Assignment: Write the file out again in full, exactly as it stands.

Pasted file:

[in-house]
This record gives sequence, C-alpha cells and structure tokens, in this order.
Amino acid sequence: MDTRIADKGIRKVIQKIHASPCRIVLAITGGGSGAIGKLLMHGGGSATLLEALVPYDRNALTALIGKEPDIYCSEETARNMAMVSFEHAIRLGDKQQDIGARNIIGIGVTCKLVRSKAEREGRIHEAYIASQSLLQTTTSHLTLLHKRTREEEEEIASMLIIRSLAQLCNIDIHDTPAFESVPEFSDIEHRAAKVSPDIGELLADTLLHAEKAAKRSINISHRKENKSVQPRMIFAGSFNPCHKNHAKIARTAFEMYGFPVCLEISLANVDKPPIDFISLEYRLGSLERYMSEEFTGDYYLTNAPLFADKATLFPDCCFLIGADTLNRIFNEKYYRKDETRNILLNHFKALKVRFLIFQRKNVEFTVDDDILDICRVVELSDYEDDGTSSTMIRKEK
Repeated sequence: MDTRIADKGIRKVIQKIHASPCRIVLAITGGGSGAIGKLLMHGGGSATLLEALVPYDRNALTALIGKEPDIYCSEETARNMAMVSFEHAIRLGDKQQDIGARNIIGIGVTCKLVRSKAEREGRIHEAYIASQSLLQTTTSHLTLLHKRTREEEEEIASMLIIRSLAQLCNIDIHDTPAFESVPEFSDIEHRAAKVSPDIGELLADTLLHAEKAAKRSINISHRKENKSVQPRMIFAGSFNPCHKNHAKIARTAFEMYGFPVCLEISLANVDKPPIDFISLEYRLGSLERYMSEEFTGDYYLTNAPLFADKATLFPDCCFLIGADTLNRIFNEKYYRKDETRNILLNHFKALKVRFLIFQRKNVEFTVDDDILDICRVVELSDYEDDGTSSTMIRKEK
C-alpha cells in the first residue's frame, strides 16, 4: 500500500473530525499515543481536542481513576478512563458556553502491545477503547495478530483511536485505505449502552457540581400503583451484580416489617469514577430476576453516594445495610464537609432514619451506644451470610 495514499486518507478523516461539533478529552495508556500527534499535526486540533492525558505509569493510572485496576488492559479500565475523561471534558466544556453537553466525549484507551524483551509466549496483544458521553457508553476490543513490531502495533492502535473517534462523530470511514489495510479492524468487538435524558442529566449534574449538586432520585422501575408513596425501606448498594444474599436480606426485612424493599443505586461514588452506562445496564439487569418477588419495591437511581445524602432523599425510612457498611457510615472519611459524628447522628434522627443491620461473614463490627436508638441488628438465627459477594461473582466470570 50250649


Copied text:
[in-house]
This record gives sequence, C-alpha cells and structure tokens, in this order.
Amino acid sequence: MDTRIADKGIRKVIQKIHASPCRIVLAITGGGSGAIGKLLMHGGGSATLLEALVPYDRNALTALIGKEPDIYCSEETARNMAMVSFEHAIRLGDKQQDIGARNIIGIGVTCKLVRSKAEREGRIHEAYIASQSLLQTTTSHLTLLHKRTREEEEEIASMLIIRSLAQLCNIDIHDTPAFESVPEFSDIEHRAAKVSPDIGELLADTLLHAEKAAKRSINISHRKENKSVQPRMIFAGSFNPCHKNHAKIARTAFEMYGFPVCLEISLANVDKPPIDFISLEYRLGSLERYMSEEFTGDYYLTNAPLFADKATLFPDCCFLIGADTLNRIFNEKYYRKDETRNILLNHFKALKVRFLIFQRKNVEFTVDDDILDICRVVELSDYEDDGTSSTMIRKEK
Repeated sequence: MDTRIADKGIRKVIQKIHASPCRIVLAITGGGSGAIGKLLMHGGGSATLLEALVPYDRNALTALIGKEPDIYCSEETARNMAMVSFEHAIRLGDKQQDIGARNIIGIGVTCKLVRSKAEREGRIHEAYIASQSLLQTTTSHLTLLHKRTREEEEEIASMLIIRSLAQLCNIDIHDTPAFESVPEFSDIEHRAAKVSPDIGELLADTLLHAEKAAKRSINISHRKENKSVQPRMIFAGSFNPCHKNHAKIARTAFEMYGFPVCLEISLANVDKPPIDFISLEYRLGSLERYMSEEFTGDYYLTNAPLFADKATLFPDCCFLIGADTLNRIFNEKYYRKDETRNILLNHFKALKVRFLIFQRKNVEFTVDDDILDICRVVELSDYEDDGTSSTMIRKEK
C-alpha cells in the first residue's frame, strides 16, 4: 500500500473530525499515543481536542481513576478512563458556553502491545477503547495478530483511536485505505449502552457540581400503583451484580416489617469514577430476576453516594445495610464537609432514619451506644451470610 495514499486518507478523516461539533478529552495508556500527534499535526486540533492525558505509569493510572485496576488492559479500565475523561471534558466544556453537553466525549484507551524483551509466549496483544458521553457508553476490543513490531502495533492502535473517534462523530470511514489495510479492524468487538435524558442529566449534574449538586432520585422501575408513596425501606448498594444474599436480606426485612424493599443505586461514588452506562445496564439487569418477588419495591437511581445524602432523599425510612457498611457510615472519611459524628447522628434522627443491620461473614463490627436508638441488628438465627459477594461473582466470570 50250649